Baltimore police do not have to reinstate an officer who was fired after the department discovered she was married to an incarcerated Dead Man Inc. gang member, an appeals court has ruled. The Court of Special Appeals on Tuesday upheld a decision by Baltimore police to terminate Meredith Cross, who argued that her constitutional rights were violated when she was fired from the department because she married Carlito Cabana –– a convicted murderer and a member of the Dead Man Inc. prison gang.
NEWS
August 25, 2013
Baltimore County has reached agreements that extend contracts through June 30, 2016 for chief officers of the fire department as well as county supervisory, management and confidential employees, officials said. The agreements provide 3 percent bonuses in November 2014 for all employees on the payroll as of Oct. 1, 2014; and 3 percent cost of living allowances for employees in supervisory, management and confidential and chief officers units on July 1, 2015. The pact also guarantees step and longevity increases with no layoffs or furloughs for all employees in those groups through June 30, 2016.
NEWS
AEGIS STAFF REPORT | November 5, 2012
A 69-year-old Edgewood man, who told investigators he was trying to rid his home of "evil spirits," has been charged with arson in connection with a fire at the dwelling last month. William E. Lowry was served with warrants at the Harford County Detention Center on Thursday charging him with first-degree and second-degree arson in connection with the Oct. 11 fire, according to the Maryland State Fire Marshal's Office. "The investigation by deputy state fire marshals revealed the owner of the property, William E. Lowry, 69, was responsible for intentionally setting the fire on an enclosed deck connected to the home," the Fire Marshal's Office said in a news release announcing the charges.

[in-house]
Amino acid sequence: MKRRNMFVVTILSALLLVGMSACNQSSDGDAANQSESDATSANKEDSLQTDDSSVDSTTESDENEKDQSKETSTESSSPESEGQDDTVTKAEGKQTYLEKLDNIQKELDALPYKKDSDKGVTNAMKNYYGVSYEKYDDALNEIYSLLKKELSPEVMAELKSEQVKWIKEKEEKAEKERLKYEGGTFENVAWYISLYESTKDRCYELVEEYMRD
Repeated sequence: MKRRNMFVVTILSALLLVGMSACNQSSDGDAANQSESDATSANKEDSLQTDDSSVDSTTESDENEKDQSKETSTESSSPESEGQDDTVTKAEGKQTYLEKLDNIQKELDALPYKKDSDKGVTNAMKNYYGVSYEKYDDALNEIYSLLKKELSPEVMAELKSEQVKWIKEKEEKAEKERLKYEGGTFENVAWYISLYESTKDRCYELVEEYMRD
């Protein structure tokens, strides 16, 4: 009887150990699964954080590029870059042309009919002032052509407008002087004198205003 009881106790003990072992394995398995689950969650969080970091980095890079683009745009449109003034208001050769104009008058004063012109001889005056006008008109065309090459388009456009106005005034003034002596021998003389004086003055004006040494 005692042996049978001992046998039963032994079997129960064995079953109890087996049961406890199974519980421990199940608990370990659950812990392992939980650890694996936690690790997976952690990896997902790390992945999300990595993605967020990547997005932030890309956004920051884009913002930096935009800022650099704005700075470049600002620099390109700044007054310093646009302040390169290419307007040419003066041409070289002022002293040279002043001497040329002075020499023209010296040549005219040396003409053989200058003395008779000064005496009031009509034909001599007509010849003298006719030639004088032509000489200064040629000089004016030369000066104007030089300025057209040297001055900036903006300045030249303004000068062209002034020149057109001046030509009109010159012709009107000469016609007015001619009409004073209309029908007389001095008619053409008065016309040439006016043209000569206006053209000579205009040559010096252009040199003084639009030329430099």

NEWS
By Kevin Rector, The Baltimore Sun | October 23, 2012
A man was shot in the arm and upper body by a Baltimore police officer in the 3000 block of Spaulding Ave. in Northwest Baltimore on Tuesday night after firing at the officer while trying to flee the scene of earlier gunfire, according to police. The man, who was not immediately identified, was listed in serious but stable condition at an area hospital late Tuesday, police said. His injuries were not considered life-threatening. Officers with the Violent Crime Impact Section, which routinely patrols that area near Pimlico Race Course , responded to the scene about 9 p.m. after hearing gunfire, said Anthony Guglielmi, a police spokesman.
NEWS
By Kevin Rector, The Baltimore Sun | October 22, 2012
A lieutenant with the Baltimore Fire Department who was badly burned during an early-morning fire in East Baltimore on Oct. 11 has recovered enough to be taken off of a ventilator but still has a long way to go in his recovery, according to a union official. "He was able to talk to me. We were able to have a conversation," Michael Campbell, president of the fire officers union, said of his recent visit with the officer at Johns Hopkins Bayview Medical Center. "He was still somewhat sedated.
NEWS
September 25, 2012